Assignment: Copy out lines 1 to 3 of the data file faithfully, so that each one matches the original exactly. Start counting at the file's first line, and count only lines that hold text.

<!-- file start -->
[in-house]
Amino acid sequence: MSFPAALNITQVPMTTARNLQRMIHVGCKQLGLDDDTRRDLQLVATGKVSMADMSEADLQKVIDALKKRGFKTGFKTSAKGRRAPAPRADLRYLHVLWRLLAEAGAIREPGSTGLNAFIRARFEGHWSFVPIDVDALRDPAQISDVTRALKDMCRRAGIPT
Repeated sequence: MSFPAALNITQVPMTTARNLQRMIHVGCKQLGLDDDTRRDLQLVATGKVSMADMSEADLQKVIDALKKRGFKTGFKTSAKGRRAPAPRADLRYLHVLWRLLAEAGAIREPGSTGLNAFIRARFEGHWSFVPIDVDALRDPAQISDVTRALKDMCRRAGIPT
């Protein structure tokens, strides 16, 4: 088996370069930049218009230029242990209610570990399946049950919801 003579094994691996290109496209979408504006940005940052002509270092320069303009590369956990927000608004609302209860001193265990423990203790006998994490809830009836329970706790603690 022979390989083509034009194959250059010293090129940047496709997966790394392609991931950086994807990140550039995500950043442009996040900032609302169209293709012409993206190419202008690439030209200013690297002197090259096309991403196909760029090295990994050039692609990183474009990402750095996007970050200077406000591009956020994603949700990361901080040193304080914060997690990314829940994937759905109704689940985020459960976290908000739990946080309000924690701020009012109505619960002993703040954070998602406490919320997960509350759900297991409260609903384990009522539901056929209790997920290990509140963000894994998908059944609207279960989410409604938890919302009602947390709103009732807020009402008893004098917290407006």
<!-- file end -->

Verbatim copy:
[in-house]
Amino acid sequence: MSFPAALNITQVPMTTARNLQRMIHVGCKQLGLDDDTRRDLQLVATGKVSMADMSEADLQKVIDALKKRGFKTGFKTSAKGRRAPAPRADLRYLHVLWRLLAEAGAIREPGSTGLNAFIRARFEGHWSFVPIDVDALRDPAQISDVTRALKDMCRRAGIPT
Repeated sequence: MSFPAALNITQVPMTTARNLQRMIHVGCKQLGLDDDTRRDLQLVATGKVSMADMSEADLQKVIDALKKRGFKTGFKTSAKGRRAPAPRADLRYLHVLWRLLAEAGAIREPGSTGLNAFIRARFEGHWSFVPIDVDALRDPAQISDVTRALKDMCRRAGIPT